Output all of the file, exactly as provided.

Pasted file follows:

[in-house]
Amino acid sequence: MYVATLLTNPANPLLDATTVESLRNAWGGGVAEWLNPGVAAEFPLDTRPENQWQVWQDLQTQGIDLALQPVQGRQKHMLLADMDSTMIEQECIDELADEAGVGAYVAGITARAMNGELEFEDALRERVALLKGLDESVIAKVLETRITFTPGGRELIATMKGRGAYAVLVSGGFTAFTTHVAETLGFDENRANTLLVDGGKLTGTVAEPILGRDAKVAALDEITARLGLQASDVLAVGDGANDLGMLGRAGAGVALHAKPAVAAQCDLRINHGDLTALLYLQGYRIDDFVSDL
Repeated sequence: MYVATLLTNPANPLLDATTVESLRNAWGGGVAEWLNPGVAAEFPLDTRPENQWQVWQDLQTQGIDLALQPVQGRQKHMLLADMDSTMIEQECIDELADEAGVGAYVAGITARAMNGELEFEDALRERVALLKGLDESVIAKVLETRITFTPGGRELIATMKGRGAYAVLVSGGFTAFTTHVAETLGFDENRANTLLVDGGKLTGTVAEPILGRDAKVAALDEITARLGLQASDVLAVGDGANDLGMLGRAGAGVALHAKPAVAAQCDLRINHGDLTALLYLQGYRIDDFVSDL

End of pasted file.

[in-house]
Amino acid sequence: MYVATLLTNPANPLLDATTVESLRNAWGGGVAEWLNPGVAAEFPLDTRPENQWQVWQDLQTQGIDLALQPVQGRQKHMLLADMDSTMIEQECIDELADEAGVGAYVAGITARAMNGELEFEDALRERVALLKGLDESVIAKVLETRITFTPGGRELIATMKGRGAYAVLVSGGFTAFTTHVAETLGFDENRANTLLVDGGKLTGTVAEPILGRDAKVAALDEITARLGLQASDVLAVGDGANDLGMLGRAGAGVALHAKPAVAAQCDLRINHGDLTALLYLQGYRIDDFVSDL
Repeated sequence: MYVATLLTNPANPLLDATTVESLRNAWGGGVAEWLNPGVAAEFPLDTRPENQWQVWQDLQTQGIDLALQPVQGRQKHMLLADMDSTMIEQECIDELADEAGVGAYVAGITARAMNGELEFEDALRERVALLKGLDESVIAKVLETRITFTPGGRELIATMKGRGAYAVLVSGGFTAFTTHVAETLGFDENRANTLLVDGGKLTGTVAEPILGRDAKVAALDEITARLGLQASDVLAVGDGANDLGMLGRAGAGVALHAKPAVAAQCDLRINHGDLTALLYLQGYRIDDFVSDL